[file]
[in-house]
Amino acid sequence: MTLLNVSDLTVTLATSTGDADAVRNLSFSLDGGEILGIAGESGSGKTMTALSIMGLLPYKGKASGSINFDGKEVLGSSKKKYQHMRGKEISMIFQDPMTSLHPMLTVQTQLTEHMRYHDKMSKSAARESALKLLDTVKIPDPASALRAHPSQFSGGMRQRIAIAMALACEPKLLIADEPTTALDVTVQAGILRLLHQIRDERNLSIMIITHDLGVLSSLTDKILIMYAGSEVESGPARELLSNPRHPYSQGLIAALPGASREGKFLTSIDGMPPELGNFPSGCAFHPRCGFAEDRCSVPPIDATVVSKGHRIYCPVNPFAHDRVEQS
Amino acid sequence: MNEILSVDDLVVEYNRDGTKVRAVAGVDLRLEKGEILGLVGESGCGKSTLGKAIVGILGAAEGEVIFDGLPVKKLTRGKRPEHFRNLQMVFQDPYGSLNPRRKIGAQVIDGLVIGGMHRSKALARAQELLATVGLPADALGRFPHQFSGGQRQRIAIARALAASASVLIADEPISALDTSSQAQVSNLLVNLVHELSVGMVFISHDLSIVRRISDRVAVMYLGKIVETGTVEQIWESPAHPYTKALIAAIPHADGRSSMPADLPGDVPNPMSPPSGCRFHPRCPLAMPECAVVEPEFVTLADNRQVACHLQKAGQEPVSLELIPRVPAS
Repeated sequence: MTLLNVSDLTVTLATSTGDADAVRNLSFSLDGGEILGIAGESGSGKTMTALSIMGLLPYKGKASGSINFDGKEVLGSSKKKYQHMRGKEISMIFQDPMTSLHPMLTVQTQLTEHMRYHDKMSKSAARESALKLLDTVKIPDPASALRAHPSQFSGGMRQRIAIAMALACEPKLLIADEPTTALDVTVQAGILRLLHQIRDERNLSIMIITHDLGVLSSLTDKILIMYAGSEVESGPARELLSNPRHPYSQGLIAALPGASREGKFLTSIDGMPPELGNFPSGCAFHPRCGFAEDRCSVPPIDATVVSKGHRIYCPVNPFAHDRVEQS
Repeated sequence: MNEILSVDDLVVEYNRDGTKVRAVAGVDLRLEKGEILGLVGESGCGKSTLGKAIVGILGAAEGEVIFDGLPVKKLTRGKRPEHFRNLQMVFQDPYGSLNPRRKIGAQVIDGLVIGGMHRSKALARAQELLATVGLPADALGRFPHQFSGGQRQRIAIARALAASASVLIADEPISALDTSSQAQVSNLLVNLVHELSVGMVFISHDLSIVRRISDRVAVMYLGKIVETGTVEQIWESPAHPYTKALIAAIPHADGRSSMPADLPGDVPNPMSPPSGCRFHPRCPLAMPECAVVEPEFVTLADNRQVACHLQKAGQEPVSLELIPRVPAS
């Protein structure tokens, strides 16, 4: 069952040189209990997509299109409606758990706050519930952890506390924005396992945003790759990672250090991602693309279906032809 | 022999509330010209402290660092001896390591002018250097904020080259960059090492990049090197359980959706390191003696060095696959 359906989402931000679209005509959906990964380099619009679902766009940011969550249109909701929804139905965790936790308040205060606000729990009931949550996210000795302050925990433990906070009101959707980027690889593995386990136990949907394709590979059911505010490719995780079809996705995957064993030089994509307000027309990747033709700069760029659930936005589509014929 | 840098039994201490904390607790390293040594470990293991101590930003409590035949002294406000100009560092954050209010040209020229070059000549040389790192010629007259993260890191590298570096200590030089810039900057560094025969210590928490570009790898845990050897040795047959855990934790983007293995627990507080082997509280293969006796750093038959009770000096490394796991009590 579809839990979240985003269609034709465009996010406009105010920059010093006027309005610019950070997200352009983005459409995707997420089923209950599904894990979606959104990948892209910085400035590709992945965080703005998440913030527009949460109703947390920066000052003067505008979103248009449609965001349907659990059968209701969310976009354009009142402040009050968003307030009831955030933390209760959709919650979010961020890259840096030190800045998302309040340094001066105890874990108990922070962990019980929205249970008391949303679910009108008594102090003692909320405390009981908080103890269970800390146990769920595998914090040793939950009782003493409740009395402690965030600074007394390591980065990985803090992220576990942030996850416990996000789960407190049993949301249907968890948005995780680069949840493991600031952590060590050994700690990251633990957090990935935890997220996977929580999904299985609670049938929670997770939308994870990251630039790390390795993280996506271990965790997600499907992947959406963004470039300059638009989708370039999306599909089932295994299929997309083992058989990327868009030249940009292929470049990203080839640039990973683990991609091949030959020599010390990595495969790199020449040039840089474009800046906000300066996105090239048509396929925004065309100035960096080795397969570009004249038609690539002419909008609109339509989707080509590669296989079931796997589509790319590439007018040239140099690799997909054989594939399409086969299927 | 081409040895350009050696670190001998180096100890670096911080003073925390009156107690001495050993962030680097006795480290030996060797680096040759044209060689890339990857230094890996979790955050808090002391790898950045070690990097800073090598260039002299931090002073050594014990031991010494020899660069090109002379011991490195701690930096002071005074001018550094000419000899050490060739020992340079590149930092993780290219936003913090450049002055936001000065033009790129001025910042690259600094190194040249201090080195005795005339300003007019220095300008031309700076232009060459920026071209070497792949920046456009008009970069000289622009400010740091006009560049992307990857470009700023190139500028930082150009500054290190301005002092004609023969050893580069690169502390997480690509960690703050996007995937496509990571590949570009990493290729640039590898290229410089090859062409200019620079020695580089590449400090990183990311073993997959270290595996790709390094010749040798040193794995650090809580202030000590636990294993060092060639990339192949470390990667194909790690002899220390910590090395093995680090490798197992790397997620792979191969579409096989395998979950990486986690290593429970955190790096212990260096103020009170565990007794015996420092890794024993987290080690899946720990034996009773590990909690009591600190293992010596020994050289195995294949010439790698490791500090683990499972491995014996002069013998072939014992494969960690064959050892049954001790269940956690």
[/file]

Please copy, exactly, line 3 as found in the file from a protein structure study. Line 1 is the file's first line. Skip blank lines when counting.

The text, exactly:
Amino acid sequence: MNEILSVDDLVVEYNRDGTKVRAVAGVDLRLEKGEILGLVGESGCGKSTLGKAIVGILGAAEGEVIFDGLPVKKLTRGKRPEHFRNLQMVFQDPYGSLNPRRKIGAQVIDGLVIGGMHRSKALARAQELLATVGLPADALGRFPHQFSGGQRQRIAIARALAASASVLIADEPISALDTSSQAQVSNLLVNLVHELSVGMVFISHDLSIVRRISDRVAVMYLGKIVETGTVEQIWESPAHPYTKALIAAIPHADGRSSMPADLPGDVPNPMSPPSGCRFHPRCPLAMPECAVVEPEFVTLADNRQVACHLQKAGQEPVSLELIPRVPAS